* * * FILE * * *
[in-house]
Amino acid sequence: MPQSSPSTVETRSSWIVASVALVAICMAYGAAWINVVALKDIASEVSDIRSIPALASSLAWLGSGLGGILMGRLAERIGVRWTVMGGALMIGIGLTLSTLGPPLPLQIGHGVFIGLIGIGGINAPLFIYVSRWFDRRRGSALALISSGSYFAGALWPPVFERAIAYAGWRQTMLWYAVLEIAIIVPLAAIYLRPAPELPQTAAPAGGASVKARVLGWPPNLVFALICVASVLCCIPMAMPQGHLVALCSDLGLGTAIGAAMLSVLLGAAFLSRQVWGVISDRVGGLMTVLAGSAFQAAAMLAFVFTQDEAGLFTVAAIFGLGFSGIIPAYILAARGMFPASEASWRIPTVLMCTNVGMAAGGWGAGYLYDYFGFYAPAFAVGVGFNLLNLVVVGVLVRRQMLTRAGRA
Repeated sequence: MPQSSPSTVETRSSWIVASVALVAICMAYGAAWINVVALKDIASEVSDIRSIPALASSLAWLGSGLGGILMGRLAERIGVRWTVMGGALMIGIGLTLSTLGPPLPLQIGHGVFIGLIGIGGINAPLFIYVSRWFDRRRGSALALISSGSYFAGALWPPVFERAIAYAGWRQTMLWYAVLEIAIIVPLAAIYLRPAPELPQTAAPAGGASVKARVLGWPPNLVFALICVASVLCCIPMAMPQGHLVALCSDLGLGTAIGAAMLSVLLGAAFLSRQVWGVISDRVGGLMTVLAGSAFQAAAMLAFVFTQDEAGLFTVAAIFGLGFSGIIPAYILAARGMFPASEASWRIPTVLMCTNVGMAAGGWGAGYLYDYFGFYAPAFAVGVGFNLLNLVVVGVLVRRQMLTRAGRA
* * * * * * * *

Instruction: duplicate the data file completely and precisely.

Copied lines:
[in-house]
Amino acid sequence: MPQSSPSTVETRSSWIVASVALVAICMAYGAAWINVVALKDIASEVSDIRSIPALASSLAWLGSGLGGILMGRLAERIGVRWTVMGGALMIGIGLTLSTLGPPLPLQIGHGVFIGLIGIGGINAPLFIYVSRWFDRRRGSALALISSGSYFAGALWPPVFERAIAYAGWRQTMLWYAVLEIAIIVPLAAIYLRPAPELPQTAAPAGGASVKARVLGWPPNLVFALICVASVLCCIPMAMPQGHLVALCSDLGLGTAIGAAMLSVLLGAAFLSRQVWGVISDRVGGLMTVLAGSAFQAAAMLAFVFTQDEAGLFTVAAIFGLGFSGIIPAYILAARGMFPASEASWRIPTVLMCTNVGMAAGGWGAGYLYDYFGFYAPAFAVGVGFNLLNLVVVGVLVRRQMLTRAGRA
Repeated sequence: MPQSSPSTVETRSSWIVASVALVAICMAYGAAWINVVALKDIASEVSDIRSIPALASSLAWLGSGLGGILMGRLAERIGVRWTVMGGALMIGIGLTLSTLGPPLPLQIGHGVFIGLIGIGGINAPLFIYVSRWFDRRRGSALALISSGSYFAGALWPPVFERAIAYAGWRQTMLWYAVLEIAIIVPLAAIYLRPAPELPQTAAPAGGASVKARVLGWPPNLVFALICVASVLCCIPMAMPQGHLVALCSDLGLGTAIGAAMLSVLLGAAFLSRQVWGVISDRVGGLMTVLAGSAFQAAAMLAFVFTQDEAGLFTVAAIFGLGFSGIIPAYILAARGMFPASEASWRIPTVLMCTNVGMAAGGWGAGYLYDYFGFYAPAFAVGVGFNLLNLVVVGVLVRRQMLTRAGRA